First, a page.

> have anything really for dependency management... so...) Anyway, the main
> point I'm trying to make is that *nix platforms tend to make it easy to
> write scripts because it is all just "easy to understand" imperative cod
> > e but ultimately it is no more reliable than anything else. There are
> effectively no guarantees. There is no rollback and repair and upgrade and
> hotfix and other concepts from Windows simply do not really exist or look
> different enough to not be considered the same.
> >
> > You could "simplify" matters by using zip as a container format (like so
> many open formats do) and use your preferred scripting language (perhaps
> > powershell) to do the work. You could build a simple executable engine
> that can extract the zip and run scripts and copy files at the right time.
> Your extension mechanism is now just your chosen scripting language with
> simple and/or non-existent restrictions. But a word to the wise, I've done
> this before. It is incredibly difficult, time consuming, and, ultimately,
> error prone. I left about 4 and half years of my life working 16-20 hour
> days,
> > 6-7 days a week, nearly 52 weeks a year and it was the worst experience
> I have ever had. Honestly, do *NOT* recommend it.
> >
> > The Windows Installer is hard and some technologies are not making it
> easy to work with them, I'm thinking of you IIS, but I personally think it
> is the ONLY reliable installation platform on any operating system platform.
> > All other setup platforms are not reliable. They are just easy to work
> with.
> >
> > --
> > Edwin G. Castro
> >
> >
> >> On Tue, May 5, 2020 at 10:57 AM Ven H <venh.123 at gmail.com> wrote:
> >>
> >> Hi Edwin,
> >>
> >> Thanks a lot for the details. I know it's been a while. I agree with
> >> you on Database. After burning my fingers a lot, I have come to the
> >> same conclusion that MSI is not suitable for DB installation or
> >> upgrades or patches.
> >>
> >> But I feel with the same with IIS also. There are lots of IIS settings
> >> which are not supported by MSI. We can achieve them using Custom
> >> Actions, but these come with their set of issues like managing
> >> uninstall, Upgrades, patches etc.
> >>
> >> Also, we cannot control the sequence of installation of components.
> >> Managing clean installation & uninstallation of prerequisites is
> >> another challenge. Even areas like Upgrades and Patches bring in their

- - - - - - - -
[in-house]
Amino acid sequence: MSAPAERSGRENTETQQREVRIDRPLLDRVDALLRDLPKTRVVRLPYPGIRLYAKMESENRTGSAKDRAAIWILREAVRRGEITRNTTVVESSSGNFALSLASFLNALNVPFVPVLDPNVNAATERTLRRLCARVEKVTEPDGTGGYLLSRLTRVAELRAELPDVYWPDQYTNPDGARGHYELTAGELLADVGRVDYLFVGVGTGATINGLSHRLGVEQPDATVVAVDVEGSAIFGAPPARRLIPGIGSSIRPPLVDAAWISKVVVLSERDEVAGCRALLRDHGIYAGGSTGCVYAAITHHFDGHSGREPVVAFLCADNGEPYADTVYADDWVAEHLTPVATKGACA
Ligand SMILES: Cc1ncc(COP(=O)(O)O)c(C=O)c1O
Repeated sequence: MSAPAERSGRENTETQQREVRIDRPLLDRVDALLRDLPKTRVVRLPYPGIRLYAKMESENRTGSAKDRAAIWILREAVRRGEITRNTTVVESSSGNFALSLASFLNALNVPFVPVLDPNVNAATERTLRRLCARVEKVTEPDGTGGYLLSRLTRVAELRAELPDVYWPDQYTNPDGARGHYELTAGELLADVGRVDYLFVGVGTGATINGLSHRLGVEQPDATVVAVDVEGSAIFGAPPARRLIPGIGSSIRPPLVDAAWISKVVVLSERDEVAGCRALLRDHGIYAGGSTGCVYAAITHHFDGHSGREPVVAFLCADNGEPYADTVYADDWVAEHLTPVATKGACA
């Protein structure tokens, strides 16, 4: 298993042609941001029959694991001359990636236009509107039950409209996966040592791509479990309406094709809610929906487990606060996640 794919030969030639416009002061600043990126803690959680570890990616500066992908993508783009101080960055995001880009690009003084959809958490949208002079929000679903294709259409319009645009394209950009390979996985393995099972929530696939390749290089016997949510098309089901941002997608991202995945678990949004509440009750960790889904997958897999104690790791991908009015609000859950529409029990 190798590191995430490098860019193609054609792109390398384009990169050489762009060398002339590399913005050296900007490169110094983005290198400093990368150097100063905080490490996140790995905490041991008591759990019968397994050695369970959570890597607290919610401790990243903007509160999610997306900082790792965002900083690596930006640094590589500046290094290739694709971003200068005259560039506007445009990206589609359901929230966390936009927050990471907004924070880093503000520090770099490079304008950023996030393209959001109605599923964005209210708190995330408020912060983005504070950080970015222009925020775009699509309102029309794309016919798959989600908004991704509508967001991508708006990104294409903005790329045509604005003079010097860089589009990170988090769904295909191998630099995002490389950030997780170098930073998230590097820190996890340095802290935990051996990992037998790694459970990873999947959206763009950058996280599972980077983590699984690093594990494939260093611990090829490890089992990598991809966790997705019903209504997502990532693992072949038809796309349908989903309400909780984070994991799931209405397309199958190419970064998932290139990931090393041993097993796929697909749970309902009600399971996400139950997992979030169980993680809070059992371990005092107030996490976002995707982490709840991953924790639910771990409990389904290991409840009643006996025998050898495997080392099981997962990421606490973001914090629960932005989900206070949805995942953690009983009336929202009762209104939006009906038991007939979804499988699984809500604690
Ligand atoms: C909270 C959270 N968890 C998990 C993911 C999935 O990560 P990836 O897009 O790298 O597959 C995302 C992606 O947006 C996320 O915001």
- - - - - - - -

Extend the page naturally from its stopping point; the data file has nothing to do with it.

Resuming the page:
> >> own challenges.
> >>
> >> Also, my client has some specific requirements like retaining some
> >> config files post install / upgrade.  This adds another layer of
> challenge.
> >>
> >> Again, with all due respect, I am not complaining about WiX or the
> >> authors or even the community (since you guys have been really great
> >> in terms of technical help and support), but wondering whether there
> >> is a packaging and deployment mechanism which can address requirements
> >> like IIS, Databases, Patches, Upgrades etc in Microsoft world. Also
> >> wondering how other platforms like Linux manage complex deployments.
> >>
> >>
> >>> On Fri, Feb 7, 2020 at 12:26 AM Edwin Castro <egcastr at gmail.com>
> wrote:
> >>>
> >>> You should be able to do nearly everything you need to do with the
> >>> Windows Installer, MSI. You should be able to write custom actions
> >>> for those things that the Windows Installer engine doesn't do on it's
> >>> own. The WiX Toolset should provide most of the functionality you
> >>> need that is not provided by MSI. I'm thinking things like IIS and MS
> >>> SQL Server database deployments. That said I would caution against
> >>> using MSI to install your database.
> >>>
> >>> Databases are rarely installed on the same server where other
> >>> application components are installed. Often you install the front end
> >>> web site and/or web service APIs to many servers for horizontal
> >>> scaling. Which of these servers should the database be installed on?
> >>> Likely none of them as likely the database is a different server all
> >>> together. In fact, the only server that likely makes sense is the